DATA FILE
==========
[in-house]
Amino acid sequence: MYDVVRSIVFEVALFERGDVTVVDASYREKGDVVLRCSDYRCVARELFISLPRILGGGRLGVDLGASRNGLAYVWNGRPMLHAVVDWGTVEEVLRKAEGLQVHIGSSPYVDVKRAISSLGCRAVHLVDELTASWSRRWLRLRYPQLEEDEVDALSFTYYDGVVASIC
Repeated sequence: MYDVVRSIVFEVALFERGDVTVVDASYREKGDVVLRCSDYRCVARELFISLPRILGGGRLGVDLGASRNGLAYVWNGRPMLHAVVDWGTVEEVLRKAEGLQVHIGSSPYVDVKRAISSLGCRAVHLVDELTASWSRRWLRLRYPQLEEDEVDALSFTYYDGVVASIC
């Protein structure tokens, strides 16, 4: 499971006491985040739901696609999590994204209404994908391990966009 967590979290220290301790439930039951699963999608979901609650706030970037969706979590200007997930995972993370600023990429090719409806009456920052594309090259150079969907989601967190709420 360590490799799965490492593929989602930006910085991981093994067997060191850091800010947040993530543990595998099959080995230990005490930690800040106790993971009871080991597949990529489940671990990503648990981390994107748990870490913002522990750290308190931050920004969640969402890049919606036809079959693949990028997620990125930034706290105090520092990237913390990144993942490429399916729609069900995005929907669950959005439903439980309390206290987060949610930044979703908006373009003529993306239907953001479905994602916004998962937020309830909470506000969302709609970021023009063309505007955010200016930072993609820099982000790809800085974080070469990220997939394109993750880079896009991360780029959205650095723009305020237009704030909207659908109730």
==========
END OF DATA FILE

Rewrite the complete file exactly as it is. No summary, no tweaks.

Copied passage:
[in-house]
Amino acid sequence: MYDVVRSIVFEVALFERGDVTVVDASYREKGDVVLRCSDYRCVARELFISLPRILGGGRLGVDLGASRNGLAYVWNGRPMLHAVVDWGTVEEVLRKAEGLQVHIGSSPYVDVKRAISSLGCRAVHLVDELTASWSRRWLRLRYPQLEEDEVDALSFTYYDGVVASIC
Repeated sequence: MYDVVRSIVFEVALFERGDVTVVDASYREKGDVVLRCSDYRCVARELFISLPRILGGGRLGVDLGASRNGLAYVWNGRPMLHAVVDWGTVEEVLRKAEGLQVHIGSSPYVDVKRAISSLGCRAVHLVDELTASWSRRWLRLRYPQLEEDEVDALSFTYYDGVVASIC
């Protein structure tokens, strides 16, 4: 499971006491985040739901696609999590994204209404994908391990966009 967590979290220290301790439930039951699963999608979901609650706030970037969706979590200007997930995972993370600023990429090719409806009456920052594309090259150079969907989601967190709420 360590490799799965490492593929989602930006910085991981093994067997060191850091800010947040993530543990595998099959080995230990005490930690800040106790993971009871080991597949990529489940671990990503648990981390994107748990870490913002522990750290308190931050920004969640969402890049919606036809079959693949990028997620990125930034706290105090520092990237913390990144993942490429399916729609069900995005929907669950959005439903439980309390206290987060949610930044979703908006373009003529993306239907953001479905994602916004998962937020309830909470506000969302709609970021023009063309505007955010200016930072993609820099982000790809800085974080070469990220997939394109993750880079896009991360780029959205650095723009305020237009704030909207659908109730």